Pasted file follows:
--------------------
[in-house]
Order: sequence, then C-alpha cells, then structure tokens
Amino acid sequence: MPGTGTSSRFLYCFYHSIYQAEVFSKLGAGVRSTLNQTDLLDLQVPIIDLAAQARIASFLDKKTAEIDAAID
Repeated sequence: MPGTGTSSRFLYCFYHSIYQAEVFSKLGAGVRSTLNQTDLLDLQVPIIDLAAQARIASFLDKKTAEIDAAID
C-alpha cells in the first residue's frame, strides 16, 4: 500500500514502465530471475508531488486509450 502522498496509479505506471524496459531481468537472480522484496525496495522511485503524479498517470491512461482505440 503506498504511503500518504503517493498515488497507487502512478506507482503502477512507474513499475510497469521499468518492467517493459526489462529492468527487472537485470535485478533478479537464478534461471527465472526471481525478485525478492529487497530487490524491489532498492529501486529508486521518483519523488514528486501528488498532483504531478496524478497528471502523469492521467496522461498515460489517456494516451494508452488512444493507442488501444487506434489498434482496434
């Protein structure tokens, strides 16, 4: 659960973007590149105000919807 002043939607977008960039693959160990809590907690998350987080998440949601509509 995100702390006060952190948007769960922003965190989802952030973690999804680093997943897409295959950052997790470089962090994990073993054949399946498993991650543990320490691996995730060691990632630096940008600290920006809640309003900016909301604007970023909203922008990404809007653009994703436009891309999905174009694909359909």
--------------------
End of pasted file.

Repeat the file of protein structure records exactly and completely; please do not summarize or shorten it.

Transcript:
[in-house]
Order: sequence, then C-alpha cells, then structure tokens
Amino acid sequence: MPGTGTSSRFLYCFYHSIYQAEVFSKLGAGVRSTLNQTDLLDLQVPIIDLAAQARIASFLDKKTAEIDAAID
Repeated sequence: MPGTGTSSRFLYCFYHSIYQAEVFSKLGAGVRSTLNQTDLLDLQVPIIDLAAQARIASFLDKKTAEIDAAID
C-alpha cells in the first residue's frame, strides 16, 4: 500500500514502465530471475508531488486509450 502522498496509479505506471524496459531481468537472480522484496525496495522511485503524479498517470491512461482505440 503506498504511503500518504503517493498515488497507487502512478506507482503502477512507474513499475510497469521499468518492467517493459526489462529492468527487472537485470535485478533478479537464478534461471527465472526471481525478485525478492529487497530487490524491489532498492529501486529508486521518483519523488514528486501528488498532483504531478496524478497528471502523469492521467496522461498515460489517456494516451494508452488512444493507442488501444487506434489498434482496434
């Protein structure tokens, strides 16, 4: 659960973007590149105000919807 002043939607977008960039693959160990809590907690998350987080998440949601509509 995100702390006060952190948007769960922003965190989802952030973690999804680093997943897409295959950052997790470089962090994990073993054949399946498993991650543990320490691996995730060691990632630096940008600290920006809640309003900016909301604007970023909203922008990404809007653009994703436009891309999905174009694909359909």